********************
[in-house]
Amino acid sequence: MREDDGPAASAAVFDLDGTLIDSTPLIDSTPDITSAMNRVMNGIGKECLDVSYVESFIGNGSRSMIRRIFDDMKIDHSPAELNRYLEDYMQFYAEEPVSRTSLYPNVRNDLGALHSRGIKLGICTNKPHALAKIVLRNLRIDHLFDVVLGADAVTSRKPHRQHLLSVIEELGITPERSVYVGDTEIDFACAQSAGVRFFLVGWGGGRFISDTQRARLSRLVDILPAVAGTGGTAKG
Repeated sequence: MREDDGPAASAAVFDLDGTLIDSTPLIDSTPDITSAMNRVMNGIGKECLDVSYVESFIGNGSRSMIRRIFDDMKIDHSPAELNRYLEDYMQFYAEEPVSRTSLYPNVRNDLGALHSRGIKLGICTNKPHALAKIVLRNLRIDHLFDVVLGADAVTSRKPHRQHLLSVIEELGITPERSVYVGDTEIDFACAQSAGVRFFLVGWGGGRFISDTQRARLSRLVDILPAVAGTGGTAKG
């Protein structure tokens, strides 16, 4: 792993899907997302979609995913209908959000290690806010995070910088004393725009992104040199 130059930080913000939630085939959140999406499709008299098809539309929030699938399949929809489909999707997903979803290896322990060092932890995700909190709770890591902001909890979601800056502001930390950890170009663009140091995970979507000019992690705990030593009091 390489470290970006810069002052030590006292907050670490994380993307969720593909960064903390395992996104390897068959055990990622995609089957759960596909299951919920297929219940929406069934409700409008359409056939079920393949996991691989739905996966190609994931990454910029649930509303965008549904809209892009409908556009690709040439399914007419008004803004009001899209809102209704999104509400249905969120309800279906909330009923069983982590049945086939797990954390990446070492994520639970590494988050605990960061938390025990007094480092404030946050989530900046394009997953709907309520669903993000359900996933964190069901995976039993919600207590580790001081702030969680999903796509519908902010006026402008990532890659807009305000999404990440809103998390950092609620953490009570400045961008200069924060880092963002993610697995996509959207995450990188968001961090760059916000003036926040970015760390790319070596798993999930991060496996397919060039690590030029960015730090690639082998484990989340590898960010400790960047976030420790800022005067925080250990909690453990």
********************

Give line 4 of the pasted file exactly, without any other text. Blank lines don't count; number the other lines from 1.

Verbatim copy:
């Protein structure tokens, strides 16, 4: 792993899907997302979609995913209908959000290690806010995070910088004393725009992104040199 130059930080913000939630085939959140999406499709008299098809539309929030699938399949929809489909999707997903979803290896322990060092932890995700909190709770890591902001909890979601800056502001930390950890170009663009140091995970979507000019992690705990030593009091 390489470290970006810069002052030590006292907050670490994380993307969720593909960064903390395992996104390897068959055990990622995609089957759960596909299951919920297929219940929406069934409700409008359409056939079920393949996991691989739905996966190609994931990454910029649930509303965008549904809209892009409908556009690709040439399914007419008004803004009001899209809102209704999104509400249905969120309800279906909330009923069983982590049945086939797990954390990446070492994520639970590494988050605990960061938390025990007094480092404030946050989530900046394009997953709907309520669903993000359900996933964190069901995976039993919600207590580790001081702030969680999903796509519908902010006026402008990532890659807009305000999404990440809103998390950092609620953490009570400045961008200069924060880092963002993610697995996509959207995450990188968001961090760059916000003036926040970015760390790319070596798993999930991060496996397919060039690590030029960015730090690639082998484990989340590898960010400790960047976030420790800022005067925080250990909690453990």